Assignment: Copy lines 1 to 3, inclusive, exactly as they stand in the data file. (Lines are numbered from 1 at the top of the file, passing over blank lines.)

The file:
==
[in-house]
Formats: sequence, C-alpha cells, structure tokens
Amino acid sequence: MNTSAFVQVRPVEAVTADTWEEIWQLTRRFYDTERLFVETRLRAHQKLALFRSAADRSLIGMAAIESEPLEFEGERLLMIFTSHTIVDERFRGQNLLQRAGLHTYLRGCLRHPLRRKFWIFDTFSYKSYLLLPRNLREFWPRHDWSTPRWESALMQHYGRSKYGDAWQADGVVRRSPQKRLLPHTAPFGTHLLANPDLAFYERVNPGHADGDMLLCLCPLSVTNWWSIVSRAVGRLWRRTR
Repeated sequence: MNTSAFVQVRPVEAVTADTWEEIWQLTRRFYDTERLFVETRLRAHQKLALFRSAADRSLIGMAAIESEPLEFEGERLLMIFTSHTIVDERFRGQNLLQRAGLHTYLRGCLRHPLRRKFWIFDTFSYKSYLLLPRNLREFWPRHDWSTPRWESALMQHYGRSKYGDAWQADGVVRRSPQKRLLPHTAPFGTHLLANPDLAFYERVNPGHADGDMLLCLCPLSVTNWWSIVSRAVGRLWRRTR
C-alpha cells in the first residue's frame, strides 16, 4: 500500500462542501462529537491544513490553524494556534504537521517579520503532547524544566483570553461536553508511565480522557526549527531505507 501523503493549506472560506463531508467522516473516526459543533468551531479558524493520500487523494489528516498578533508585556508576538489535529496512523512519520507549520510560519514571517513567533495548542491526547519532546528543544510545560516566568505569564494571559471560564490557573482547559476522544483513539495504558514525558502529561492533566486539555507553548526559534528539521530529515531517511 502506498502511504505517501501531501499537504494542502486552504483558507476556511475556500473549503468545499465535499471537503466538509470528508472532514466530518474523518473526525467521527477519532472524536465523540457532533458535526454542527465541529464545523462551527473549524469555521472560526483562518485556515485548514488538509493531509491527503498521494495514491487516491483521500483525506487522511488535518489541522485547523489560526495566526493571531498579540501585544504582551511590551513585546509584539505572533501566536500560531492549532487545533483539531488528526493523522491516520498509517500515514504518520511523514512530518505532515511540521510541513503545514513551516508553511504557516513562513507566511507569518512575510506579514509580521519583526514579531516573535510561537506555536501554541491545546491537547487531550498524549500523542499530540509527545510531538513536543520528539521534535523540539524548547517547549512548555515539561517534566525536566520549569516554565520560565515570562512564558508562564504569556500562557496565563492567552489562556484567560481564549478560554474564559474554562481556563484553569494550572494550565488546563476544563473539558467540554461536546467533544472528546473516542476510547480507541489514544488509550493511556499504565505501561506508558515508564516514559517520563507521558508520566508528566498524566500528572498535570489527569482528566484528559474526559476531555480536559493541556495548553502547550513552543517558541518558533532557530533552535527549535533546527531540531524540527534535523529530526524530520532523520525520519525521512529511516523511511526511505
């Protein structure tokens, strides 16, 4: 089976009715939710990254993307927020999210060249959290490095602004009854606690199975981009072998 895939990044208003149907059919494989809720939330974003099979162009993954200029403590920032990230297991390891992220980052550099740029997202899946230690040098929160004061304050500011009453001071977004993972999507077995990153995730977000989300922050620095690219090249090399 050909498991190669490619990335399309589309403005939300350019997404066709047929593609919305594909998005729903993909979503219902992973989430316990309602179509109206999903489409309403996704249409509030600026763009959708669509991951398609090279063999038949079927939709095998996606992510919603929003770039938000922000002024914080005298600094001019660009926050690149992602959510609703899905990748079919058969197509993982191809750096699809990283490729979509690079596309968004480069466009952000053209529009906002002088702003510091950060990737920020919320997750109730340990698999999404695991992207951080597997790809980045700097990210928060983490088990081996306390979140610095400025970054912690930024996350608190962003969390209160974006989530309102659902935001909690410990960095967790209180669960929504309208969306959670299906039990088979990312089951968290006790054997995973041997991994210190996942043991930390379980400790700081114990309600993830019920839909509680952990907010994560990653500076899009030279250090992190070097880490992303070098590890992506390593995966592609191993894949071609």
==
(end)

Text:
[in-house]
Formats: sequence, C-alpha cells, structure tokens
Amino acid sequence: MNTSAFVQVRPVEAVTADTWEEIWQLTRRFYDTERLFVETRLRAHQKLALFRSAADRSLIGMAAIESEPLEFEGERLLMIFTSHTIVDERFRGQNLLQRAGLHTYLRGCLRHPLRRKFWIFDTFSYKSYLLLPRNLREFWPRHDWSTPRWESALMQHYGRSKYGDAWQADGVVRRSPQKRLLPHTAPFGTHLLANPDLAFYERVNPGHADGDMLLCLCPLSVTNWWSIVSRAVGRLWRRTR